I have two massive pet peeves in literature. The first thing I hate is the over-use of the word “which” to join two sentences who would surely be quite happy separated (an entirely irrational hatred, and one that is perhaps mine alone). I have no problem with “which” in essays or reviews, but the moment it appears in fiction I for some unknown reason get really annoyed. However, Canavan isn’t guilty of this one. She’s guilty of my second pet peeve, which I have a feeling is shared with a few more of the world’s readers than my first. This is the constant use of words other than “said” in dialogue tags. When I’m told that Auraya and others warned/mused/admitted/huffed/agreed/reminded/explained/offered, I find it really clumsy and unnecessary. “Said,” in dialogue tags are invisible, but “admitted”, etc, can make the reader stumble. Besides that, if it isn’t clear from what the character is saying that they’re admitting something, perhaps that’s a problem with their speech. However, this is a very minor thing that I get overly annoyed about it, so it shouldn’t impair your judgement of the book. I only mention it here because I can’t help myself. I apologise for my minor rant.
Another more serious criticism I have is that of the representation of some minor characters. As I said earlier, in general the characterisation in the trilogy is strong, but there are several characters who seem present only to fill a space. Obviously this is The Age of the Five series: fives are clearly important. Yet of all the groups of fives we find in the book, there tend to be two or three characters out of five who are actually developed, while another two or three seem to be only there to make up the numbers. Of the White, obviously Auraya is fully developed, as I would say is Mairae, at least in the first book. Juran is one of the most interesting characters in the series, although I do wish we got to see a little more of him. However, Dyara and Rian never really seem to have much personality to me. I kept on forgetting which was which as I read. I found the same with the Pentadrian Voices. The First Voice (I won’t give a name to avoid spoilers) and Imenja are well developed characters, and Genza is maybe half-developed, but Vervel and Shar seem to simply take up space. I consider myself a fairly careful reader, but I had to check the novel while writing this review because I’d forgotten Vervel’s name. I only finished the last book two weeks ago. It’s the same with the Gods; Chaia and Huan are full characters, but Lore, Yranna and Saru are just names really. I understand that many of these people are minor characters in the terms of the novels. However, they are very important figures in the world – and in the lives of many of the central characters in the books – so they surely ought to be slightly more developed, at least enough to make them memorable.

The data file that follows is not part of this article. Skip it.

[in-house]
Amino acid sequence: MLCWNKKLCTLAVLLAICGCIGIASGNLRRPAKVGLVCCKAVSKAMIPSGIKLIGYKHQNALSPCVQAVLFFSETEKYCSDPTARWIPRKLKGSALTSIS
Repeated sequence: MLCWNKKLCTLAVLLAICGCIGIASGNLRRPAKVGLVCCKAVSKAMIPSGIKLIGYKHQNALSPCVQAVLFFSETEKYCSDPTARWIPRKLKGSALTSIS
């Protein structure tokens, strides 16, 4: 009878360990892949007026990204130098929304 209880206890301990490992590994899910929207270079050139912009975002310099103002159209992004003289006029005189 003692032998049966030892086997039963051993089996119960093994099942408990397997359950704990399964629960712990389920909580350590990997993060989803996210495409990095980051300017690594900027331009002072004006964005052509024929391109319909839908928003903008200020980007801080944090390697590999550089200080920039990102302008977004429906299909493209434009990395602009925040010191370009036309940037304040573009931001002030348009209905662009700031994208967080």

However, overall the writing didn’t seriously impair my enjoyment of the books. I love this series for their creativity and intrigue, for the world and the characters, for the situations and plots that they get caught up in. It’s full of great ideas and is overall a really enjoyable read.
Greatest strength: I suppose the plot and pace of novel. And the character of Emerahl. I love her.
Greatest weakness: The writing. Ultimately it was fine, but it just wasn’t as good as everything else in the series. For me the writing lets down the power of the ideas and plot.
Let’s finish on a quote: ‘This is the Age of the Five, and I have no place in it.’
Next week: I’ll be reviewed A Visit From the Goon Squad, by Jennifer Egan